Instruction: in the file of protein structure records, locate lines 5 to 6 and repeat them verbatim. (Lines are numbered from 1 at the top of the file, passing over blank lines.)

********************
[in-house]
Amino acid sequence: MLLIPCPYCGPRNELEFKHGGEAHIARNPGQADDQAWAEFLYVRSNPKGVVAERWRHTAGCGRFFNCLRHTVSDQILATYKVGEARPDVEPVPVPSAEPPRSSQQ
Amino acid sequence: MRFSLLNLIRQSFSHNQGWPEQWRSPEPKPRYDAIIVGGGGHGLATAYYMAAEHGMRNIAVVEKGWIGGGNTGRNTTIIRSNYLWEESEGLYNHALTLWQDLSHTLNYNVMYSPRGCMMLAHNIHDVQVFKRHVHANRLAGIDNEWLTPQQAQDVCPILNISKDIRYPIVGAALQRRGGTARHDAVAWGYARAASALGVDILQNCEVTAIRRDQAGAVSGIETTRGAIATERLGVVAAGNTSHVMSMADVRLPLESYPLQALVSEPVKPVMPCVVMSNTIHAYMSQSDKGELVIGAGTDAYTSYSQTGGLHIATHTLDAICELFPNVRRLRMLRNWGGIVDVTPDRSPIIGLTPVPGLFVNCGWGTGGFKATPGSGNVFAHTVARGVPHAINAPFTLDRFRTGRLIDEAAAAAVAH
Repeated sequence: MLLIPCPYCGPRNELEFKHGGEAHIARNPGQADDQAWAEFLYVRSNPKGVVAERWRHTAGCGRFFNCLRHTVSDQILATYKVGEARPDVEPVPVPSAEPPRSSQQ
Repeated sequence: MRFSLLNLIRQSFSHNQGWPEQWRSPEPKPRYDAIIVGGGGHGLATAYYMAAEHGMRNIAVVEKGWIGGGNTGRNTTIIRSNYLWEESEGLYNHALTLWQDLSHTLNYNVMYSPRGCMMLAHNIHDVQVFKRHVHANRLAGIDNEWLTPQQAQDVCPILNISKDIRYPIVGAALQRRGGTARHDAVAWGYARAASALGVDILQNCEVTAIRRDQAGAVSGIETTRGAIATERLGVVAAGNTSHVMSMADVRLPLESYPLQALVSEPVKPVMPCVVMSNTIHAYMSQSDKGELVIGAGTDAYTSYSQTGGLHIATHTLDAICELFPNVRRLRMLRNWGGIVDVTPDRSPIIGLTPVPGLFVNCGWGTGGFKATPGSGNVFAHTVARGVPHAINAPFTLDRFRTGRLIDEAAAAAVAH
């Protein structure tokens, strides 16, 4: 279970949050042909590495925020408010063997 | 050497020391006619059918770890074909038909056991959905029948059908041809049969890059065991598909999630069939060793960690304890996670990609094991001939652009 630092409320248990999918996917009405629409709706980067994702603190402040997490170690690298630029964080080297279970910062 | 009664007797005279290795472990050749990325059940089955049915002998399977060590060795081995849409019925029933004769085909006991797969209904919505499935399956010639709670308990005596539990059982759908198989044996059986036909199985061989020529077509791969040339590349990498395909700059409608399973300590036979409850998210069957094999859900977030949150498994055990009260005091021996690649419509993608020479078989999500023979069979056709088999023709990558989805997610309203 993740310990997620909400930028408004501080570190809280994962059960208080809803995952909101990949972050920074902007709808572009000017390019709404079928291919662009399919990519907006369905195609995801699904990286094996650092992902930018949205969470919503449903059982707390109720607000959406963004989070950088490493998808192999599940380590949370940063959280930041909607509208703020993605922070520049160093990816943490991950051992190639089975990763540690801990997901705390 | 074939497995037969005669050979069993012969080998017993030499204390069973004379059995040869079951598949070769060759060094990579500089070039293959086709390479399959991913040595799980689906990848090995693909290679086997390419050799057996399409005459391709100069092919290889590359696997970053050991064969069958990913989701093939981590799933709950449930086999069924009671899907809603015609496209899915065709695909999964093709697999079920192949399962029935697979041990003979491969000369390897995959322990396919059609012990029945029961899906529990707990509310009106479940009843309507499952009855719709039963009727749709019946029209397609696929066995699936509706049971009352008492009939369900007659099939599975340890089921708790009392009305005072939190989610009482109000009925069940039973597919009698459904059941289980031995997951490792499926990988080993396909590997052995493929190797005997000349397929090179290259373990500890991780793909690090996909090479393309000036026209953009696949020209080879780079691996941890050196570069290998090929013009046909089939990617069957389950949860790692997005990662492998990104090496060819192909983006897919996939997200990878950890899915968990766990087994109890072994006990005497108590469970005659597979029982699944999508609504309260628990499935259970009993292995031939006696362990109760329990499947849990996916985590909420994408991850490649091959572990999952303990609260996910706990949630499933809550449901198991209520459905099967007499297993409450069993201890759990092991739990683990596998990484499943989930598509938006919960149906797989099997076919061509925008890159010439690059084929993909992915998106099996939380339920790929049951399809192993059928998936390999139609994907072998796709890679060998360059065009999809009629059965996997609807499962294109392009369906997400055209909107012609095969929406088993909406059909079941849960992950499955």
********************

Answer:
Repeated sequence: MRFSLLNLIRQSFSHNQGWPEQWRSPEPKPRYDAIIVGGGGHGLATAYYMAAEHGMRNIAVVEKGWIGGGNTGRNTTIIRSNYLWEESEGLYNHALTLWQDLSHTLNYNVMYSPRGCMMLAHNIHDVQVFKRHVHANRLAGIDNEWLTPQQAQDVCPILNISKDIRYPIVGAALQRRGGTARHDAVAWGYARAASALGVDILQNCEVTAIRRDQAGAVSGIETTRGAIATERLGVVAAGNTSHVMSMADVRLPLESYPLQALVSEPVKPVMPCVVMSNTIHAYMSQSDKGELVIGAGTDAYTSYSQTGGLHIATHTLDAICELFPNVRRLRMLRNWGGIVDVTPDRSPIIGLTPVPGLFVNCGWGTGGFKATPGSGNVFAHTVARGVPHAINAPFTLDRFRTGRLIDEAAAAAVAH
């Protein structure tokens, strides 16, 4: 279970949050042909590495925020408010063997 | 050497020391006619059918770890074909038909056991959905029948059908041809049969890059065991598909999630069939060793960690304890996670990609094991001939652009 630092409320248990999918996917009405629409709706980067994702603190402040997490170690690298630029964080080297279970910062 | 009664007797005279290795472990050749990325059940089955049915002998399977060590060795081995849409019925029933004769085909006991797969209904919505499935399956010639709670308990005596539990059982759908198989044996059986036909199985061989020529077509791969040339590349990498395909700059409608399973300590036979409850998210069957094999859900977030949150498994055990009260005091021996690649419509993608020479078989999500023979069979056709088999023709990558989805997610309203 993740310990997620909400930028408004501080570190809280994962059960208080809803995952909101990949972050920074902007709808572009000017390019709404079928291919662009399919990519907006369905195609995801699904990286094996650092992902930018949205969470919503449903059982707390109720607000959406963004989070950088490493998808192999599940380590949370940063959280930041909607509208703020993605922070520049160093990816943490991950051992190639089975990763540690801990997901705390 | 074939497995037969005669050979069993012969080998017993030499204390069973004379059995040869079951598949070769060759060094990579500089070039293959086709390479399959991913040595799980689906990848090995693909290679086997390419050799057996399409005459391709100069092919290889590359696997970053050991064969069958990913989701093939981590799933709950449930086999069924009671899907809603015609496209899915065709695909999964093709697999079920192949399962029935697979041990003979491969000369390897995959322990396919059609012990029945029961899906529990707990509310009106479940009843309507499952009855719709039963009727749709019946029209397609696929066995699936509706049971009352008492009939369900007659099939599975340890089921708790009392009305005072939190989610009482109000009925069940039973597919009698459904059941289980031995997951490792499926990988080993396909590997052995493929190797005997000349397929090179290259373990500890991780793909690090996909090479393309000036026209953009696949020209080879780079691996941890050196570069290998090929013009046909089939990617069957389950949860790692997005990662492998990104090496060819192909983006897919996939997200990878950890899915968990766990087994109890072994006990005497108590469970005659597979029982699944999508609504309260628990499935259970009993292995031939006696362990109760329990499947849990996916985590909420994408991850490649091959572990999952303990609260996910706990949630499933809550449901198991209520459905099967007499297993409450069993201890759990092991739990683990596998990484499943989930598509938006919960149906797989099997076919061509925008890159010439690059084929993909992915998106099996939380339920790929049951399809192993059928998936390999139609994907072998796709890679060998360059065009999809009629059965996997609807499962294109392009369906997400055209909107012609095969929406088993909406059909079941849960992950499955």